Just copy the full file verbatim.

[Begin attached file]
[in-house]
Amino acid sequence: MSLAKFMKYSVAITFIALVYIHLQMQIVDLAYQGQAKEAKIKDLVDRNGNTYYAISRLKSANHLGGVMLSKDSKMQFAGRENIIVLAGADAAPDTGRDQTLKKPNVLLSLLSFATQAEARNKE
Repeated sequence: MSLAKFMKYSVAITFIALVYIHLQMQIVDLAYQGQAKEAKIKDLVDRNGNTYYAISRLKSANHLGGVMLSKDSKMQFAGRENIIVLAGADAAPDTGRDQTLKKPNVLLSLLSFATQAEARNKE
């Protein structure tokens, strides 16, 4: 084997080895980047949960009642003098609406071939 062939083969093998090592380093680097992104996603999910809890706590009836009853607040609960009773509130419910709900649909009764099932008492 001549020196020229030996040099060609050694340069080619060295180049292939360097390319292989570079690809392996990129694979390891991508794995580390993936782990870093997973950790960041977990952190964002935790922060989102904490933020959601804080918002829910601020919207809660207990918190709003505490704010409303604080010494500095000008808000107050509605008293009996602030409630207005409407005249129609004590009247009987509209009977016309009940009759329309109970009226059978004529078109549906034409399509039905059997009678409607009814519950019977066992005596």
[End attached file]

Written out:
[in-house]
Amino acid sequence: MSLAKFMKYSVAITFIALVYIHLQMQIVDLAYQGQAKEAKIKDLVDRNGNTYYAISRLKSANHLGGVMLSKDSKMQFAGRENIIVLAGADAAPDTGRDQTLKKPNVLLSLLSFATQAEARNKE
Repeated sequence: MSLAKFMKYSVAITFIALVYIHLQMQIVDLAYQGQAKEAKIKDLVDRNGNTYYAISRLKSANHLGGVMLSKDSKMQFAGRENIIVLAGADAAPDTGRDQTLKKPNVLLSLLSFATQAEARNKE
């Protein structure tokens, strides 16, 4: 084997080895980047949960009642003098609406071939 062939083969093998090592380093680097992104996603999910809890706590009836009853607040609960009773509130419910709900649909009764099932008492 001549020196020229030996040099060609050694340069080619060295180049292939360097390319292989570079690809392996990129694979390891991508794995580390993936782990870093997973950790960041977990952190964002935790922060989102904490933020959601804080918002829910601020919207809660207990918190709003505490704010409303604080010494500095000008808000107050509605008293009996602030409630207005409407005249129609004590009247009987509209009977016309009940009759329309109970009226059978004529078109549906034409399509039905059997009678409607009814519950019977066992005596």